The Benefit System

Child benefit proposals are "political disaster"

Child benefit proposals are "political disaster"

Frank Haskew, the head of the ICAEW Tax Faculty, has warned that the Coalition Government’s child benefit proposals are highly flawed and will be a “practical disaster” when they are introduced. 

Mr Haskew argues that HMRC do not have the necessary systems in place to run the proposals.

He argues that the flaw in the system lies in that the UK tax system is based on individual income not family.  Mr Haskew argues that “it will be hard to deliver operationally”.  

He further stated  that:

“In some cases, partners may elect not to receive the benefit and thereby avoid any claw-back.  But there might potentially be problems for the partner who claims child benefit because it can contribute to the state pension entitlement of the person claiming it”.

The core problems identified are that:

  • HMRC will be using the tax system to claw back from one individual a benefit paid to another. The tax system is based on individuals, while the benefits system is based on households. This undermines the principle of individual taxation.
  • Families in similar financial situations could be treated quite differently, undermining the policy’s ‘fairness’ objective, and creating very high marginal rates of tax for some.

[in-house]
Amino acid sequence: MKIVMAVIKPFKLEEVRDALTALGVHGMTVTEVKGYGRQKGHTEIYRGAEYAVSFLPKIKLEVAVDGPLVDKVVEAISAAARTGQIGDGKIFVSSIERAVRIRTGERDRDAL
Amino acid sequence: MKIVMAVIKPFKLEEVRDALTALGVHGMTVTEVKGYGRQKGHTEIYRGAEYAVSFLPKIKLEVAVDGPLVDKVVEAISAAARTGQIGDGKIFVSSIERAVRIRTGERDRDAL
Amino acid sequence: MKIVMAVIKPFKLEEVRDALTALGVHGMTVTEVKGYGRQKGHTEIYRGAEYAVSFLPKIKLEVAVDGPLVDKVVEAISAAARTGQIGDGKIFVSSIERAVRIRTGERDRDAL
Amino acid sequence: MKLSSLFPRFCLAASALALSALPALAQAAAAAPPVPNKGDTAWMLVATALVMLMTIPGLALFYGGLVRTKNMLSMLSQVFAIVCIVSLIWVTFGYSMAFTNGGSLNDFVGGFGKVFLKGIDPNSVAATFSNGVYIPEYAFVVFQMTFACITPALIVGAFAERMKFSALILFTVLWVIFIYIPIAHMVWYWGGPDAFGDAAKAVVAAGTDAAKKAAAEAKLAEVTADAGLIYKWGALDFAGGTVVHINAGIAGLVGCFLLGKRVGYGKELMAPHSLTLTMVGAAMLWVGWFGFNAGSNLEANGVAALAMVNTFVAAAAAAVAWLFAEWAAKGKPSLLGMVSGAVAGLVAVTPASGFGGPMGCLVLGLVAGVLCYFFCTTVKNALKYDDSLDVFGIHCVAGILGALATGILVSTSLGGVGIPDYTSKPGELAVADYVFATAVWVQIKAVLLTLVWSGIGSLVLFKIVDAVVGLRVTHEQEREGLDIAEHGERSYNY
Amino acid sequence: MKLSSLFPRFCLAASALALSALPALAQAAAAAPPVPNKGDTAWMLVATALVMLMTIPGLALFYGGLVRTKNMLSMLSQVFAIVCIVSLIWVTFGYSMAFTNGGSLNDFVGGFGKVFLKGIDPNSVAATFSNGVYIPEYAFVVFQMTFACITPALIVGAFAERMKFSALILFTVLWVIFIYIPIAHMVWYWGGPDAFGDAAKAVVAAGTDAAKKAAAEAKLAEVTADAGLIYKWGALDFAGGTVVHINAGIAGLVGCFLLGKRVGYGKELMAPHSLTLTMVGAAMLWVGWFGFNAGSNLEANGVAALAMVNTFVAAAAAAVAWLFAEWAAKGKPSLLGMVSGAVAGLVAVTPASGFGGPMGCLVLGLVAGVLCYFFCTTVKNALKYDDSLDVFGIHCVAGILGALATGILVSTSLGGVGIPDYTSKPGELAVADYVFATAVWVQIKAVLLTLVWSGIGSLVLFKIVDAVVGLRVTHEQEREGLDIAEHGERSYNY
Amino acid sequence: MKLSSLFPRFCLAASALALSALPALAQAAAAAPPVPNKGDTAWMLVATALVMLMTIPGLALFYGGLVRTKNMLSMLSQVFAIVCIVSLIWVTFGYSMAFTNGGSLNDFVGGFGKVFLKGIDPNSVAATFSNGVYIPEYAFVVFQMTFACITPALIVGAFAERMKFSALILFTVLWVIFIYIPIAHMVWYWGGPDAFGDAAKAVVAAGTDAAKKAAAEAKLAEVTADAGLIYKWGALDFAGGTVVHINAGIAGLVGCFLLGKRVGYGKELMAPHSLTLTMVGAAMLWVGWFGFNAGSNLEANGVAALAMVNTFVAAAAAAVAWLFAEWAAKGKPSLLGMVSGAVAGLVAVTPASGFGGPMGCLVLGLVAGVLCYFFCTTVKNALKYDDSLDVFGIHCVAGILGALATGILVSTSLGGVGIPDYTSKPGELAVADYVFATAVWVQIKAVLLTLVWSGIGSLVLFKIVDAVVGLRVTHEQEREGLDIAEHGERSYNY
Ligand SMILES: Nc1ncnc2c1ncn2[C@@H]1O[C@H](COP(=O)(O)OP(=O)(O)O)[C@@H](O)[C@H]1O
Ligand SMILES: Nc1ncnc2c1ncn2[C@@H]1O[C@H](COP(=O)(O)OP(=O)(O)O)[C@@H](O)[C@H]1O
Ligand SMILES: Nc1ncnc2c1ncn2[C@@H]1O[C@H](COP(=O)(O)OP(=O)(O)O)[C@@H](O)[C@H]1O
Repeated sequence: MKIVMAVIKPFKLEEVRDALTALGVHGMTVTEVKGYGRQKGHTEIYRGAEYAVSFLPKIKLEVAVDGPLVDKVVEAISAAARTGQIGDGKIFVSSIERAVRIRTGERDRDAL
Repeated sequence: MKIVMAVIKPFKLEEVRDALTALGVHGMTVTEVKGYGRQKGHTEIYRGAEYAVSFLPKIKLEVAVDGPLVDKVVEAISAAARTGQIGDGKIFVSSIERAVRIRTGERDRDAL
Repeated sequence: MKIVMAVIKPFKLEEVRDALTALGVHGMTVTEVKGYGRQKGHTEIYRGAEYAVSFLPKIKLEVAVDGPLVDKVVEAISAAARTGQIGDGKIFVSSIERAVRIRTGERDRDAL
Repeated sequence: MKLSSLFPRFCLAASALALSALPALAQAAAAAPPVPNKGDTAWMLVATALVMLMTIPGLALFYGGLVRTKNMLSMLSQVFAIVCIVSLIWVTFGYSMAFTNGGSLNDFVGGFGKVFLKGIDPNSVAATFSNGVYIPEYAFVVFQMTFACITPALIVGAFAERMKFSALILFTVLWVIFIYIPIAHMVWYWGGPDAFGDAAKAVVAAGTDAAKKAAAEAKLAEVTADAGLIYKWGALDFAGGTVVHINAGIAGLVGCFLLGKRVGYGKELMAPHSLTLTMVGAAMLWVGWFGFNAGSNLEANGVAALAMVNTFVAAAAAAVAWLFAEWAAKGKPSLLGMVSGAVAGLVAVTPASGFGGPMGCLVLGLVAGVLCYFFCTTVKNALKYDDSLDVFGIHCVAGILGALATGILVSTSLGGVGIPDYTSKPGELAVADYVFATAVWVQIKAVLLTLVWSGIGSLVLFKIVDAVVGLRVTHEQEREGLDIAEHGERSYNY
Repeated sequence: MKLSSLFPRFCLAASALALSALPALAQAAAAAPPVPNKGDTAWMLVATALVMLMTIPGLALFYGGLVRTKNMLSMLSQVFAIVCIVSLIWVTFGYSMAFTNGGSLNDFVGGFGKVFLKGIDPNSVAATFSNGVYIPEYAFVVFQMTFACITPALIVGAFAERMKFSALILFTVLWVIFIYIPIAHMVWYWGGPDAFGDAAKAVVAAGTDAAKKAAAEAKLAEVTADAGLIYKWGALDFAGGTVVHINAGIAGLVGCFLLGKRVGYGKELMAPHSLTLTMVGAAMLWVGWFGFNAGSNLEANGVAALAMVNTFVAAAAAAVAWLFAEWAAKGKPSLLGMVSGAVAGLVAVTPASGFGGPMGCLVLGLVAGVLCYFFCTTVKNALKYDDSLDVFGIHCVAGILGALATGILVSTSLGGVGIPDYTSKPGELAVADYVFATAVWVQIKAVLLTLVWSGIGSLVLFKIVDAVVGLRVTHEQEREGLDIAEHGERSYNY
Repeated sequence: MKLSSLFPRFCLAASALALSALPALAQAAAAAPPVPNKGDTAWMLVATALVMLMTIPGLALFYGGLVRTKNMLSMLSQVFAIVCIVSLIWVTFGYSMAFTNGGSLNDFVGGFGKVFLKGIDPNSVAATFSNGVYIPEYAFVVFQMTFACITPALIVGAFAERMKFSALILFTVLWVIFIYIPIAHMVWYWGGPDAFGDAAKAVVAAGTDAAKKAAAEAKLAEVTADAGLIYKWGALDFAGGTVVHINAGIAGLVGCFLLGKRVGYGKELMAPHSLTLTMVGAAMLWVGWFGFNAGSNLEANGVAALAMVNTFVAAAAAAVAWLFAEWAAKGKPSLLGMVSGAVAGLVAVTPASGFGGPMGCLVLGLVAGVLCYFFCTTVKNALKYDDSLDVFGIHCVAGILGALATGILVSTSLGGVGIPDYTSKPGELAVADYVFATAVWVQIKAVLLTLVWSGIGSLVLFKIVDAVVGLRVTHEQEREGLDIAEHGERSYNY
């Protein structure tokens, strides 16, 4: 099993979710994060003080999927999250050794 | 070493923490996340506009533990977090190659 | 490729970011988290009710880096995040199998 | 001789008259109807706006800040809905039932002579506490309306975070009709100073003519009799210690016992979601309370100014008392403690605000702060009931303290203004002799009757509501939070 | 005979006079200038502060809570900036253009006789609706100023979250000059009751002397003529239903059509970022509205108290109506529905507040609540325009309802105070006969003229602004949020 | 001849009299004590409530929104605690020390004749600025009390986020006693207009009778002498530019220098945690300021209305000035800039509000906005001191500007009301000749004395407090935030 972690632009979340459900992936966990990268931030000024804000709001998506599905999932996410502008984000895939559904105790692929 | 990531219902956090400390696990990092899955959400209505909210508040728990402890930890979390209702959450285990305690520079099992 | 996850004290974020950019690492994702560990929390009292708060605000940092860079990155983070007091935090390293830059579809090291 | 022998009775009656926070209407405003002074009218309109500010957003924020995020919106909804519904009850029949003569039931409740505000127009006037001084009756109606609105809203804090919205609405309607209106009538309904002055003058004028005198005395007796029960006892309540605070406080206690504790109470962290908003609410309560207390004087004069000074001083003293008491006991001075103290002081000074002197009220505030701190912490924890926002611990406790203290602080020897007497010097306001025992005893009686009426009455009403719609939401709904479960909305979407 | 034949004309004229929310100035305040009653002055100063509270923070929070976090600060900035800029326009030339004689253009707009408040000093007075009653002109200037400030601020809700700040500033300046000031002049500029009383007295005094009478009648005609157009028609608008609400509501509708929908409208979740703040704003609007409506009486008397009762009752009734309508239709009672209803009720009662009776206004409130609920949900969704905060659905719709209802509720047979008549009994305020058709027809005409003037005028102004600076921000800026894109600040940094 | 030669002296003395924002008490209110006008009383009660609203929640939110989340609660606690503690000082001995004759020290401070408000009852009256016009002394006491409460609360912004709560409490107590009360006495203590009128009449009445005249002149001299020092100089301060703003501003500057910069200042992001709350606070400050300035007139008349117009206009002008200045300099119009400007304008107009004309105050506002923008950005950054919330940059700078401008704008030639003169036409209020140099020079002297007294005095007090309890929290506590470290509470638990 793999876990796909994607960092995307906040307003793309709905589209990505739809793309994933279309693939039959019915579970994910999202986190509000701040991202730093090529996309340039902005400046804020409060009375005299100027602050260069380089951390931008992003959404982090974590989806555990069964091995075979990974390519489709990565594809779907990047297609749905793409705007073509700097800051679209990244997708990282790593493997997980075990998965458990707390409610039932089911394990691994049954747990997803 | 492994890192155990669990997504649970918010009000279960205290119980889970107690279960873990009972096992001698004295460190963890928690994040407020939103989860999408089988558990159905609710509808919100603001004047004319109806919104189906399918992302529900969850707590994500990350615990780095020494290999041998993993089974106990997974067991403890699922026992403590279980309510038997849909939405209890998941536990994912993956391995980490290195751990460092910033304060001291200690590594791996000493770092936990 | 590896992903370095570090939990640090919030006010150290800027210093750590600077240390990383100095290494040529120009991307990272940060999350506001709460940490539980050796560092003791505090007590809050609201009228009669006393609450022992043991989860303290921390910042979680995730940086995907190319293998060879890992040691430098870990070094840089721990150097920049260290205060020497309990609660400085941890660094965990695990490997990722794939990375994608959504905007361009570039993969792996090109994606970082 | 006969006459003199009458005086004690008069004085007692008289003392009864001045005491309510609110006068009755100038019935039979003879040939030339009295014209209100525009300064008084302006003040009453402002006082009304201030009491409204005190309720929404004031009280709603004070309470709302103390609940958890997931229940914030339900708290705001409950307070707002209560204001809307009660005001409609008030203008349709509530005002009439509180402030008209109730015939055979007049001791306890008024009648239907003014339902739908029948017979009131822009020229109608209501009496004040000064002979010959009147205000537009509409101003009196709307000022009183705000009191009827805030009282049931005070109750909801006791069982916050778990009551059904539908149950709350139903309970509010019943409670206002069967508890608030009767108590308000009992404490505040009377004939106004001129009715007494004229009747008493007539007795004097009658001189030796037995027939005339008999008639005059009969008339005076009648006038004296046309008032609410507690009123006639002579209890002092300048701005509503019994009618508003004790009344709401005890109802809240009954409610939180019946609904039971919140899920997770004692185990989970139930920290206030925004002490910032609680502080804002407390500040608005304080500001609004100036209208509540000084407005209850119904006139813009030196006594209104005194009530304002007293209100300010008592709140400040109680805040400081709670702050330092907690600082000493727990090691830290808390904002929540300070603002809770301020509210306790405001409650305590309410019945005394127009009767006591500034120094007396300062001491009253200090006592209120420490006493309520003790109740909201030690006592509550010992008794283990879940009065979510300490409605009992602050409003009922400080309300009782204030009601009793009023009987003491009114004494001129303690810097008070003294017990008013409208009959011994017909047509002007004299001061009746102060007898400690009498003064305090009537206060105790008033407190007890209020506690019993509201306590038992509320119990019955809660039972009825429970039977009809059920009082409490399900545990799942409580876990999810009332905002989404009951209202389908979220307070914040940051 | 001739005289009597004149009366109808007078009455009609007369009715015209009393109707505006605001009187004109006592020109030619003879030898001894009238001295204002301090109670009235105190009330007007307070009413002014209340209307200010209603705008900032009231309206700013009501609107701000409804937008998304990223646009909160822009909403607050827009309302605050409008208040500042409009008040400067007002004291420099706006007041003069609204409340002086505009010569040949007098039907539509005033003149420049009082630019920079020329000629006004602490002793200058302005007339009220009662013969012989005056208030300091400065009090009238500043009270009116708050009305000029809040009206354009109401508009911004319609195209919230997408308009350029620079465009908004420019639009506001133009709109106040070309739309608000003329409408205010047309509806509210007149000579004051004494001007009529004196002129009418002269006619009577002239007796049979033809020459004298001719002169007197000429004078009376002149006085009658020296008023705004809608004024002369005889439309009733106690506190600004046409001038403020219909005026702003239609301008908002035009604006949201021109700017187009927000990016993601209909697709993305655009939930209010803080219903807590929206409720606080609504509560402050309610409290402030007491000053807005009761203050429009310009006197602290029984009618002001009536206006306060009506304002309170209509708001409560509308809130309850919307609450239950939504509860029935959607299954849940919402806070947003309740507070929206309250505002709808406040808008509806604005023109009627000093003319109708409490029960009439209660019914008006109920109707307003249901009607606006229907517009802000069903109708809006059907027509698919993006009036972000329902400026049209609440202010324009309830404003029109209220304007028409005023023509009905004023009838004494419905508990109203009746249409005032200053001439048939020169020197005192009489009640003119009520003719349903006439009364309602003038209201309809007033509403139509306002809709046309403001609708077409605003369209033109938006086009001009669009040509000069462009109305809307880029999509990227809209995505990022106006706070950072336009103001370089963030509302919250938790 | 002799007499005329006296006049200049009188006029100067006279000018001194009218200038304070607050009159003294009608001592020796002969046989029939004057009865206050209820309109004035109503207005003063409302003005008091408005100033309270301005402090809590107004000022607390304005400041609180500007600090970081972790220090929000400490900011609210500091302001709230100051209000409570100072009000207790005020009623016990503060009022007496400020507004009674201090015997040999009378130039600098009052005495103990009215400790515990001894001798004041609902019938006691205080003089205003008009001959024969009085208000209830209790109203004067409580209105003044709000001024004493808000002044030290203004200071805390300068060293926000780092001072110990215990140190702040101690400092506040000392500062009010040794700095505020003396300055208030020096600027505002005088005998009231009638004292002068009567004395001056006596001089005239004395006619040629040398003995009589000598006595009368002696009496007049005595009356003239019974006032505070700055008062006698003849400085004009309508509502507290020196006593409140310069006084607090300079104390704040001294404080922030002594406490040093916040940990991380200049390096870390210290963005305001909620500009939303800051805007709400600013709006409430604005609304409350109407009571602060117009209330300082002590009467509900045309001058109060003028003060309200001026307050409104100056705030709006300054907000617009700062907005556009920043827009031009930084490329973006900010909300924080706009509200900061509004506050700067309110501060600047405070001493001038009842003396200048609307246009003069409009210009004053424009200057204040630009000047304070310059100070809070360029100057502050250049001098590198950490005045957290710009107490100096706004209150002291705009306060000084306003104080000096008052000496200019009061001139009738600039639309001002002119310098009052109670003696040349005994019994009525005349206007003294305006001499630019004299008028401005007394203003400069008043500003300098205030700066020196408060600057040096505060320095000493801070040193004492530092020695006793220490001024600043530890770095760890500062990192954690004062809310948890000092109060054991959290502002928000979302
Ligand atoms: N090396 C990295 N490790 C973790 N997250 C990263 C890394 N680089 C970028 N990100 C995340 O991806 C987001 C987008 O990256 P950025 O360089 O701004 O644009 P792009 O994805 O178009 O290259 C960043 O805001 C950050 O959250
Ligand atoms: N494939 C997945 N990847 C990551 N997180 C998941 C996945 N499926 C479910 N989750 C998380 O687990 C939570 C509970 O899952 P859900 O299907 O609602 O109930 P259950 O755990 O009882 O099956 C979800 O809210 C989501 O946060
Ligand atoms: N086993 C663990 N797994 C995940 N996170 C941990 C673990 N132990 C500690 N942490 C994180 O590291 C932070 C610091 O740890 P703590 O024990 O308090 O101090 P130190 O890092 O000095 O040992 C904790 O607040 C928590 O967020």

• Changed family circumstances could make it difficult or impossible to calculate the claw-back, or who should pay it.
  • Taxpayers could be penalised for failing to submit information they have no access to, particularly if the relationship breaks down.
  • The deadline to notify HMRC that you’re liable for the charge is 5 October, nearly one month before the self-assessment deadline for submitting a paper tax return and four months before the online deadline of 31 January. If one or both partners are taxed under self-assessment, they probably won’t know their adjusted net income in time to meet the October deadline.
  • PAYE coding errors could leave tax payers with bills for thousands of pounds, because those who don’t have the charge coded out will have to pay the bill directly the following year
  • It could breach the UK’s EC Treaty obligations because couples with one partner who is an EEA migrant worker, could be treated differently under EU rules, which renders the UK rule invalid because it is discriminatory.

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